Cardinals vs. Braves takeaways: St. Louis reaches fifth NLCS in nine seasons thanks to MLB-record first inning
The Braves were embarrassed at home in NLDS Game 5 against the Cardinals
Thanks to a historic first inning, the St. Louis Cardinals are heading to the NLCS. The Cardinals humiliated the Atlanta Braves in the winner-take-all Game 5 of their NLDS matchup on Wednesday night (STL 13, ATL 1). It is one of the most lopsided games in postseason history.
St. Louis was four outs away from losing Game 4 and going home for the winter. Now they're heading to the NLCS. Here are six things to know about the series-clinching win for the Cardinals.
1. The Cardinals had a historic first inning
Game 5 was over in a hurry. The Cardinals tagged Braves starter Mike Foltynewicz and reliever Max Fried for 10 runs — 10 runs! — in the top of the first inning Wednesday evening. It is the most runs scored in the first inning in postseason history. R.J. Anderson has a blow-by-blow recap.
Foltynewicz faced eight batters and got one out. It was a sacrifice bunt by No. 2 hitter Kolten Wong. Atlanta recorded the second out of the inning 10 batters later, when Paul Goldschmidt flied out to right field. The Cardinals were up 9-0 at the time. Ten runs on five hits, four walks, one error, and one strikeout/wild pitch.
[email protected] struck first, and second, and third, and fourth, and fi- pic.twitter.com/m0XEJZJMiE
— MLB (@MLB) October 9, 2019
Freddie Freeman's error was crucial. He booted Yadier Molina's potential inning-ending double play ground ball. If the Braves turn two there, the inning is over and the Cardinals are up only 1-0. That's nothing. The double play wasn't turned, however, and St. Louis went on to add another nine runs. Brutal. Just brutal.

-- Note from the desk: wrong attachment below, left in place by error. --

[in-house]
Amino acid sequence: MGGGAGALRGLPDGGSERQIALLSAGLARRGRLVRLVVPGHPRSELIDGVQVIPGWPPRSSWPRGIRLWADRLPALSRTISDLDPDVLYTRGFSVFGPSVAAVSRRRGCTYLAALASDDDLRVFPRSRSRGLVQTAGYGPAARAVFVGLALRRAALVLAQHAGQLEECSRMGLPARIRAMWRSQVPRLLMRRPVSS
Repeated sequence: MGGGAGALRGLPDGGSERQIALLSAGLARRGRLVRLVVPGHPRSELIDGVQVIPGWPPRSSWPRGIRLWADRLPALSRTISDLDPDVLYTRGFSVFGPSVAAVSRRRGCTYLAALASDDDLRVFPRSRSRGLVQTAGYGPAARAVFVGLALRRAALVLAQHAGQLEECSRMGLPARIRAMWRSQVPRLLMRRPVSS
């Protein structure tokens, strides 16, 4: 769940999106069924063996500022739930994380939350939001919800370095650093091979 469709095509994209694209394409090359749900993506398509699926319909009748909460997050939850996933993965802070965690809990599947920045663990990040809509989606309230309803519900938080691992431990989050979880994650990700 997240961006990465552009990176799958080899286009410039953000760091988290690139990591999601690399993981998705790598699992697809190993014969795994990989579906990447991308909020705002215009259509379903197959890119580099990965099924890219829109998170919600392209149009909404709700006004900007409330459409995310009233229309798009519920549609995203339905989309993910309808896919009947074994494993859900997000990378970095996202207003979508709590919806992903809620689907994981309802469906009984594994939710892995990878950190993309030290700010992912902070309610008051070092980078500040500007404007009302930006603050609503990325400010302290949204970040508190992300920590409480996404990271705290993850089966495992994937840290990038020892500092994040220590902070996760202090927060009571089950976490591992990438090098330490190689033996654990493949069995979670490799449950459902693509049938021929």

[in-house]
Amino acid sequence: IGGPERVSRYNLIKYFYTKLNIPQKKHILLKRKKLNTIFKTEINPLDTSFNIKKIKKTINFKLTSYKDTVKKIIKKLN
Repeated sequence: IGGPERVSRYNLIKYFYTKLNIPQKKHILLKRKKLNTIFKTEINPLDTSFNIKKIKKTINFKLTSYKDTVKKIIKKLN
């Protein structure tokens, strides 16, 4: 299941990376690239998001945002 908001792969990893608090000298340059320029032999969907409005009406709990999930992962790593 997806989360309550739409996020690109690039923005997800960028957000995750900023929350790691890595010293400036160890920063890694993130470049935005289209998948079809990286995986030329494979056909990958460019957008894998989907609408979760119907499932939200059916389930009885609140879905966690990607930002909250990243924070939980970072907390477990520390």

The Cardinals had such a big lead that third baseman Matt Carpenter was replaced defensively in the bottom of the first inning. He is routinely pulled for defense, but never that early. The Cardinals are the fourth team in MLB history to score 10 runs in an inning in the postseason, and they're the first to do it without a home run. Here are the other three 10-run inning teams:
- Philadelphia Athletics: 10 runs vs. Cubs in seventh inning of 1929 World Series Game 4.
- Detroit Tigers: 10 runs vs. Cardinals in third inning of 1968 World Series Game 6.
- Los Angeles Angels: 10 runs vs. Twins in seventh inning of 2002 ALCS Game 5.
Those three teams all went on to win the World Series, which I suppose is a good omen for the Cardinals. St. Louis built a 13-0 lead by the third inning in Game 5 matching the 13 runs they scored in Games 1-4 of the NLDS combined. They are the first team in MLB history to score 13 runs through the first three innings of a postseason game.
As for the Braves, Game 5 was the first time they allowed 10 runs in the first inning since way back in 1925. The Boston Braves gave up 10 first inning runs to the Brooklyn Dodgers on July 2, 1925. Two cities and nearly one century ago.
2. The Cardinals did not pull Flaherty early
After putting up a 10-spot in the top of the first inning, the Cardinals could've pulled ace Jack Flaherty from Game 5, and saved him for NLCS Game 1. Surely the bullpen could protect a 10-run lead, right? Right-hander Daniel Ponce de Leon was on the roster and available for long relief, so pulling Flaherty wouldn't have taxed the bullpen too much.
Instead, the Cardinals stuck with Flaherty in the win or go home contest, and he delivered six innings of one-run ball. Even with a massive lead, St. Louis did not want to tempt fate, and stuck with their best to secure the NLDS-clinching win.
View Profile Jack Flaherty STL • SP • 22 NLDS Game 5 vs. Braves IP6H4R1ER1BB1K8HR1Pitches104
Six innings in NLDS Game 5 means Flaherty will not be available until Game 3 of the NLCS. Had the Cardinals pulled him after the 10-run top of the first, he could've started NLCS Game 1. Heck, Flaherty could've thrown an inning or two and treated it like a side day, and then started NLCS Game 2. Instead, the Cardinals won't have him until Game 3.